I have tried durian a couple of times and I still haven’t acquired a taste for it. The last time I tried it made me gag, but I am still willing to give it another go. I have friends who love durian, and I want to know why. Are they crazy, or am I missing something?
That is how I feel about Jakarta as well. At first blush it appears ugly (especially coming from the airport), yet – like any city – I want to peel away the layers and see what this place has to offer. Jakarta and durians are also similar in that first-timers should be under supervision. Before I had moved to Asia I would not have known how to eat a durian. Do you peel it or cut it? Then do you just bite into, or cut it again? The same goes for Jakarta. Where do you start? And how the hell do you get around this city of ten million people with no metro system? If you are visiting for the first time I would recommend having someone show you around.
[If a durian looked like a city, this is what you would see. Welcome to Jakarta.]
I first visited Jakarta in 2009 and I stayed in the backpacker street, Jalan Jaksa. I saw the highlights as highlighted in The Yellow Bible, like the National Monument and Kota (the old town area), but didn’t really experience the city beyond that.
On that first visit I met up with a Melbourne friend who had just moved to the city for work three days earlier. As Jakarta newbies, Treen and I were fairly clueless about what to do. I recall we went looking for dinner and ended up walking past a bunch of local restaurants before settling on an expat place with a western menu.
Four years later I returned to Jakarta while on my way to Pangandaran. My friend Treen is still working in Jakarta, and she is there with her sister Tasha. I have known Tasha since 1998, so hubbing through Jakarta was a good excuse for me to catch up with friends I rarely see. In the time that the May sisters have been there they have got to know the city well, and started the blog We Love Jakarta. They are becoming seasoned Jakartans, and having a resident show me around this crazy city made for a completely different experience over seeing it by myself. We went out for Padang food, a confusing meal in itself for the uninitiated, then on to some excellent cafes in the leafy neighbourhood of Kemang.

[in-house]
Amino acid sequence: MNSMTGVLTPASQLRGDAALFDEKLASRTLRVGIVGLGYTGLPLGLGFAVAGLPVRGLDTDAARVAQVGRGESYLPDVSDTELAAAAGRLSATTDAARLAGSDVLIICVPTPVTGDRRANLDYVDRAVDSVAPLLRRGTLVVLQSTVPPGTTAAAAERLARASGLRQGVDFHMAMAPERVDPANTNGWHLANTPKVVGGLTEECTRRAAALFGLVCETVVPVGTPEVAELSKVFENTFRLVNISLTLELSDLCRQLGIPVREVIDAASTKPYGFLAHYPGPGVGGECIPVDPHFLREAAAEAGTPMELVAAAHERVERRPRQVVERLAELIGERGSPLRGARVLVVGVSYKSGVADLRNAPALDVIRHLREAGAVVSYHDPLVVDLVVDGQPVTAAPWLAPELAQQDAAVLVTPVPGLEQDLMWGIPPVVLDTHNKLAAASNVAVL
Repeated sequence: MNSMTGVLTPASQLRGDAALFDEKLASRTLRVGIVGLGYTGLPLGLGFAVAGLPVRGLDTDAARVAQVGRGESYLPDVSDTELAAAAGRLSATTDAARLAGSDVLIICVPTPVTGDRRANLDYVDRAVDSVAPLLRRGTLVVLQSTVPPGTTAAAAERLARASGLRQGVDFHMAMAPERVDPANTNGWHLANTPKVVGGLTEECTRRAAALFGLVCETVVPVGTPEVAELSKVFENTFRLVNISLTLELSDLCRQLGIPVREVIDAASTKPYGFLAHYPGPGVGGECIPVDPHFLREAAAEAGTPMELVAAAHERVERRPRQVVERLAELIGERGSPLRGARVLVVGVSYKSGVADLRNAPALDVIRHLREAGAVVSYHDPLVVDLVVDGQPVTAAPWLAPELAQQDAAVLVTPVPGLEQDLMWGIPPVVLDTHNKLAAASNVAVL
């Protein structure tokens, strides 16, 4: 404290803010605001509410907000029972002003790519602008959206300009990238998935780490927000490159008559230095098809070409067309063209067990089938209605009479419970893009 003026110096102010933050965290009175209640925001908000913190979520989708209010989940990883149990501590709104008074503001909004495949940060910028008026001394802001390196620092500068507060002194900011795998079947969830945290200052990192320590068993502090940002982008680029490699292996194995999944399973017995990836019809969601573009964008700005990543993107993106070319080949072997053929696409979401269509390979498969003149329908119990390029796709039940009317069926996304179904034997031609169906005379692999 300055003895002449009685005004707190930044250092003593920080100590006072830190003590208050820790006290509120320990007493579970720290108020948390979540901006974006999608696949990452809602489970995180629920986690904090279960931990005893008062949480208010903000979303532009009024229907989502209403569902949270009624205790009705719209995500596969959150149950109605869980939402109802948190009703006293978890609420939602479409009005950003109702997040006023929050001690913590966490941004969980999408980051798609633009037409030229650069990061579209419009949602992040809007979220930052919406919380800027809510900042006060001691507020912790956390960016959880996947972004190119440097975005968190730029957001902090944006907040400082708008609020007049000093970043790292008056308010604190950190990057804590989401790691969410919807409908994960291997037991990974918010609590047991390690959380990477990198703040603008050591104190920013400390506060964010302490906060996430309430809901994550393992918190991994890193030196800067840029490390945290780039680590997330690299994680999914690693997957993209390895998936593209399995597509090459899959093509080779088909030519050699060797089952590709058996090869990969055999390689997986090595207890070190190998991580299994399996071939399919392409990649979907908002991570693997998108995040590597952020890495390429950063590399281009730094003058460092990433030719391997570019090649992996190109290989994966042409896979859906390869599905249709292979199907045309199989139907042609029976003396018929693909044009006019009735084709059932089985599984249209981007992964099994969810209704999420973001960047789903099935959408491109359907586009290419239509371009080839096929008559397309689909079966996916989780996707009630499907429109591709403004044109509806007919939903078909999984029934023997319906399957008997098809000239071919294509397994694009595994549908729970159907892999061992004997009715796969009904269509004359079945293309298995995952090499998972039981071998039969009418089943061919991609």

[Padang food with Treen from welovejakarta.com]
On this trip I also met up with my friends Adam and Susan. They live three hours away in Bandung, but visit Jakarta enough to be able to show me around. We met at a new cafe that I would never have found on my own, and got a fix of good espresso coffee (a rarity in Jakarta).
Through Adam I was invited to participate in a travel meetup put on by travel booking site, Wego. At this event a group of travel bloggers each did a three minute presentation on what it means to travel.
[#WegoHangout – Jakarta]
While I have an advantage of knowing travel bloggers and expats to make connections with when I visit a city, a regular traveller can still do the same. Even if you don’t know anyone in a new city, I would recommend getting on Twitter and tweet that you will be visiting and are looking for some travel tips.
According to one study 2.4% of world’s Twitter posts come from Jakarta. This seems like an unbelievable statistic but having now visited, Twitter is everywhere here. This may have been due to the fact that Blackberry has been the dominant phone brand in Indonesia, and Twitter is used as an IM service.
Jakartans are proud of their city and if you tweeted that you are coming to visit you will be sure to get some travel tips, and maybe an offer to meetup. I found so many people I met were thrilled that I had bothered to visit the city rather than making my way straight to Bali.
We Love Jakarta by my previously mentioned Melburnian friends.
Jakarta by Train. One of the biggest complaints about Jakarta (by locals and visitors alike) is the terrible traffic. If you can’t bare to face that then this site has listed things you can do that are around Jakarta’s modest train system.
TravelFish for more Jakarta travel info.